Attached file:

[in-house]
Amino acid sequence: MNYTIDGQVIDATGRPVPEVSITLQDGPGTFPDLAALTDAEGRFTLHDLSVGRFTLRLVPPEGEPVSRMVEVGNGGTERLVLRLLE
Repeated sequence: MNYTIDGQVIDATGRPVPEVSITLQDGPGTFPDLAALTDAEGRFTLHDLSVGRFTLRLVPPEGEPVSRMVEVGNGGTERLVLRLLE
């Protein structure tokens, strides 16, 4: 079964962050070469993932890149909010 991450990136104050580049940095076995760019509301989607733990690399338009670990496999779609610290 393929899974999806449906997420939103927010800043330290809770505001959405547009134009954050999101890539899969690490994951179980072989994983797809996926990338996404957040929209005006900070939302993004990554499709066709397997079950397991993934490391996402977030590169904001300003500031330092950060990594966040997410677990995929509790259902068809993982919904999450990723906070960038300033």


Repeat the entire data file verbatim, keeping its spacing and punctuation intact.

[in-house]
Amino acid sequence: MNYTIDGQVIDATGRPVPEVSITLQDGPGTFPDLAALTDAEGRFTLHDLSVGRFTLRLVPPEGEPVSRMVEVGNGGTERLVLRLLE
Repeated sequence: MNYTIDGQVIDATGRPVPEVSITLQDGPGTFPDLAALTDAEGRFTLHDLSVGRFTLRLVPPEGEPVSRMVEVGNGGTERLVLRLLE
């Protein structure tokens, strides 16, 4: 079964962050070469993932890149909010 991450990136104050580049940095076995760019509301989607733990690399338009670990496999779609610290 393929899974999806449906997420939103927010800043330290809770505001959405547009134009954050999101890539899969690490994951179980072989994983797809996926990338996404957040929209005006900070939302993004990554499709066709397997079950397991993934490391996402977030590169904001300003500031330092950060990594966040997410677990995929509790259902068809993982919904999450990723906070960038300033």